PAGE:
I wouldn’t say the story is “exciting” or “thrilling”—nothing too crazy happens. I guess it’s similar to W. Somerset Maugham’s “Of Human Bondage” in a sense, where you just kind of follow the main character’s thoughts, decisions, and actions through daily life. (“Of Human Bondage” is one of my favorite books, by the way; my review here) This one centers on a girl, Francie, from a “poor” family in Brooklyn at the turn of the century, in the early 1900’s. The family goes through many struggles: poverty, deaths, rapist on the loose, low-paying jobs, and etc. The story follows Francie from when she was very little to when she was able to get into college. It’s a coming-of-age story.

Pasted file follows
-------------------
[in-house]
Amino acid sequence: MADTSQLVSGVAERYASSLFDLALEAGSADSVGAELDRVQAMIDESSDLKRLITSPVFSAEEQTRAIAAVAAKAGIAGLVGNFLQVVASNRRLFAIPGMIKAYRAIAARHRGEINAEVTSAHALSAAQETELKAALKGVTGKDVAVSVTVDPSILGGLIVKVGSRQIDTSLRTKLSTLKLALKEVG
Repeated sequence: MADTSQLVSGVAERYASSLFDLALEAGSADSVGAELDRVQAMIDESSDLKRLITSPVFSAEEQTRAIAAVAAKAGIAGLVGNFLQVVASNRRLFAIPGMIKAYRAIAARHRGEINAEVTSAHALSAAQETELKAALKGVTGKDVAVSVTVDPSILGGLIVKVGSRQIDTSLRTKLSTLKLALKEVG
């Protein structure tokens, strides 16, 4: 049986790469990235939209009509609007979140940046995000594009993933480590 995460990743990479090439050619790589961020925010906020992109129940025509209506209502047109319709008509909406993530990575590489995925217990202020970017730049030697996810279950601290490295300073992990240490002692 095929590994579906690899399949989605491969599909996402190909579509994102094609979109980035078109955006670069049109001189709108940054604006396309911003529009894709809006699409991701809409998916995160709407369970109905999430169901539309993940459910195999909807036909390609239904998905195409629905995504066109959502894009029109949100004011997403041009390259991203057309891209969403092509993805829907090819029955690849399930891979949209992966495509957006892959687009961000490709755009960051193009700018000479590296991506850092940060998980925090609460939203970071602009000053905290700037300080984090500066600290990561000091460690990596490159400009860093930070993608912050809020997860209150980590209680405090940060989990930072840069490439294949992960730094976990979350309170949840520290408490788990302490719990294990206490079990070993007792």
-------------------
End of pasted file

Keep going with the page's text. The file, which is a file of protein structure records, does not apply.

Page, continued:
I love the book because in so many ways, I felt like I could relate to many of Francie’s feelings and frustrations—expectations, societal frustrations, determination, and etc.